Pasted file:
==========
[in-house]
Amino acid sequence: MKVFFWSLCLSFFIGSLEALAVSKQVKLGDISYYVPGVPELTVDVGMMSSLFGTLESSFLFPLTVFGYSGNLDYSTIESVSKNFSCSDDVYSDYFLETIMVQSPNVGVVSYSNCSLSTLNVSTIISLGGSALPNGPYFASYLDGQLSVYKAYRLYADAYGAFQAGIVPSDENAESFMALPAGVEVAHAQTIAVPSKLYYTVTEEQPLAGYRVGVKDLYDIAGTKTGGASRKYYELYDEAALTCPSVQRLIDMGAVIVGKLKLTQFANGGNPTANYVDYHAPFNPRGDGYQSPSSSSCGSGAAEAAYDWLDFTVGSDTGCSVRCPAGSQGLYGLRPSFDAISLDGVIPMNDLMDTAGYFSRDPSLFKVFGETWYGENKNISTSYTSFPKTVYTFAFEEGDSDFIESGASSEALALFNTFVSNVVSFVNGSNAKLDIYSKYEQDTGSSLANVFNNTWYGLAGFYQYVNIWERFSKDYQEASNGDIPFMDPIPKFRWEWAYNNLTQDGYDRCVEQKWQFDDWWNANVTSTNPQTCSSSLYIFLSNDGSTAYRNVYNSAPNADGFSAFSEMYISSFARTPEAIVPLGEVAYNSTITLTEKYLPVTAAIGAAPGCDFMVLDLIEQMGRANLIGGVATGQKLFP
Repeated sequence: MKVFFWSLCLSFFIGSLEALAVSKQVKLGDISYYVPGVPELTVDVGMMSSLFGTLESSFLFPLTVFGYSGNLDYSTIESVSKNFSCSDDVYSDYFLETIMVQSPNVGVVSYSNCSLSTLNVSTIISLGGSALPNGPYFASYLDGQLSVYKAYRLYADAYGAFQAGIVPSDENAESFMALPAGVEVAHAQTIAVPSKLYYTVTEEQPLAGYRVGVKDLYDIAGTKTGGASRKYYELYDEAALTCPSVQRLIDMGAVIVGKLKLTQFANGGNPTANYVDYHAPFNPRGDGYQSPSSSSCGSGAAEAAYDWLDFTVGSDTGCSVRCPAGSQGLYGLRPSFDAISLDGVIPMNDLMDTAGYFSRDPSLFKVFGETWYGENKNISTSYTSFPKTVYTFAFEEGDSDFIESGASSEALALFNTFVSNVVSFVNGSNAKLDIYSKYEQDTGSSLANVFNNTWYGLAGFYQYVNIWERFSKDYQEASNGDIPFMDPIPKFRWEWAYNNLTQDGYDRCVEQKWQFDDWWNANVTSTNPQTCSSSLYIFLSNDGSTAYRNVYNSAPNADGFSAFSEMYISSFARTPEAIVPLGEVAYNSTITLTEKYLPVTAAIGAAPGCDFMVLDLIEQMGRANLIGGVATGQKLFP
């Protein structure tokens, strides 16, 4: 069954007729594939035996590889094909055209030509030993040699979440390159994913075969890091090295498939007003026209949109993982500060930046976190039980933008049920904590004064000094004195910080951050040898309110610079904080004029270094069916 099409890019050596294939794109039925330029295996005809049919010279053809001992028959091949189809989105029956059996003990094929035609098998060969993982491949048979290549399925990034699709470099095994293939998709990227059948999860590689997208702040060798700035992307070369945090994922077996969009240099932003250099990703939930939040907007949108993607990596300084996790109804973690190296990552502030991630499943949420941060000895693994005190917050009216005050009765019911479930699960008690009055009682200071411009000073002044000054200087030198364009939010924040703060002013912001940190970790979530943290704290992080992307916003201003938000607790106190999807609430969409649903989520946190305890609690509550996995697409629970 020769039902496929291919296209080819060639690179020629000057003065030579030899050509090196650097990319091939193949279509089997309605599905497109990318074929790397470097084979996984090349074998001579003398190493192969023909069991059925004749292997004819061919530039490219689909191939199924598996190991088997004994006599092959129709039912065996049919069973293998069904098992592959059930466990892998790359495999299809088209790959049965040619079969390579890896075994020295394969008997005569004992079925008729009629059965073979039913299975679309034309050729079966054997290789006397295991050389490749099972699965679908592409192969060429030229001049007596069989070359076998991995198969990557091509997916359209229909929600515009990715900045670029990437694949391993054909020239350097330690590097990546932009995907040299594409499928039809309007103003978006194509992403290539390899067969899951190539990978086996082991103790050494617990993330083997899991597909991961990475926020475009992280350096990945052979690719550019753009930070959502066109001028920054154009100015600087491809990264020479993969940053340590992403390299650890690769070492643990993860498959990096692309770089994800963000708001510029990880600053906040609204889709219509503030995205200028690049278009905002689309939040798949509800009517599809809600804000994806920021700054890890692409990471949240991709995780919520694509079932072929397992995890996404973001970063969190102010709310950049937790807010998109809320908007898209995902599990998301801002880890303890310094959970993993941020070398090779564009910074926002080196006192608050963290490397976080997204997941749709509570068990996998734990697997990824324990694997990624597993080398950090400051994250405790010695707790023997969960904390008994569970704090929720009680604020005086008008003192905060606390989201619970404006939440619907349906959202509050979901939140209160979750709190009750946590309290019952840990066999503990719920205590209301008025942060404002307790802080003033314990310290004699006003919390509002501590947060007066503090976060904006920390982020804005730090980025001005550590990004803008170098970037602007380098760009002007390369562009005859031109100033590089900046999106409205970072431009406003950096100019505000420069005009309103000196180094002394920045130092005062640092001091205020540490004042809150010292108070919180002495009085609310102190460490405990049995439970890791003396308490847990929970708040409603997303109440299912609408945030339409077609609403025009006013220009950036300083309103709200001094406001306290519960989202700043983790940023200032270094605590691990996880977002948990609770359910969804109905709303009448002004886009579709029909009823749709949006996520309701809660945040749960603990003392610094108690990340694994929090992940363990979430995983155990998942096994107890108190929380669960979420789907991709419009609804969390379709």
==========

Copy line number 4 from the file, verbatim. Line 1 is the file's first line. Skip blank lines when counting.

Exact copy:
């Protein structure tokens, strides 16, 4: 069954007729594939035996590889094909055209030509030993040699979440390159994913075969890091090295498939007003026209949109993982500060930046976190039980933008049920904590004064000094004195910080951050040898309110610079904080004029270094069916 099409890019050596294939794109039925330029295996005809049919010279053809001992028959091949189809989105029956059996003990094929035609098998060969993982491949048979290549399925990034699709470099095994293939998709990227059948999860590689997208702040060798700035992307070369945090994922077996969009240099932003250099990703939930939040907007949108993607990596300084996790109804973690190296990552502030991630499943949420941060000895693994005190917050009216005050009765019911479930699960008690009055009682200071411009000073002044000054200087030198364009939010924040703060002013912001940190970790979530943290704290992080992307916003201003938000607790106190999807609430969409649903989520946190305890609690509550996995697409629970 020769039902496929291919296209080819060639690179020629000057003065030579030899050509090196650097990319091939193949279509089997309605599905497109990318074929790397470097084979996984090349074998001579003398190493192969023909069991059925004749292997004819061919530039490219689909191939199924598996190991088997004994006599092959129709039912065996049919069973293998069904098992592959059930466990892998790359495999299809088209790959049965040619079969390579890896075994020295394969008997005569004992079925008729009629059965073979039913299975679309034309050729079966054997290789006397295991050389490749099972699965679908592409192969060429030229001049007596069989070359076998991995198969990557091509997916359209229909929600515009990715900045670029990437694949391993054909020239350097330690590097990546932009995907040299594409499928039809309007103003978006194509992403290539390899067969899951190539990978086996082991103790050494617990993330083997899991597909991961990475926020475009992280350096990945052979690719550019753009930070959502066109001028920054154009100015600087491809990264020479993969940053340590992403390299650890690769070492643990993860498959990096692309770089994800963000708001510029990880600053906040609204889709219509503030995205200028690049278009905002689309939040798949509800009517599809809600804000994806920021700054890890692409990471949240991709995780919520694509079932072929397992995890996404973001970063969190102010709310950049937790807010998109809320908007898209995902599990998301801002880890303890310094959970993993941020070398090779564009910074926002080196006192608050963290490397976080997204997941749709509570068990996998734990697997990824324990694997990624597993080398950090400051994250405790010695707790023997969960904390008994569970704090929720009680604020005086008008003192905060606390989201619970404006939440619907349906959202509050979901939140209160979750709190009750946590309290019952840990066999503990719920205590209301008025942060404002307790802080003033314990310290004699006003919390509002501590947060007066503090976060904006920390982020804005730090980025001005550590990004803008170098970037602007380098760009002007390369562009005859031109100033590089900046999106409205970072431009406003950096100019505000420069005009309103000196180094002394920045130092005062640092001091205020540490004042809150010292108070919180002495009085609310102190460490405990049995439970890791003396308490847990929970708040409603997303109440299912609408945030339409077609609403025009006013220009950036300083309103709200001094406001306290519960989202700043983790940023200032270094605590691990996880977002948990609770359910969804109905709303009448002004886009579709029909009823749709949006996520309701809660945040749960603990003392610094108690990340694994929090992940363990979430995983155990998942096994107890108190929380669960979420789907991709419009609804969390379709």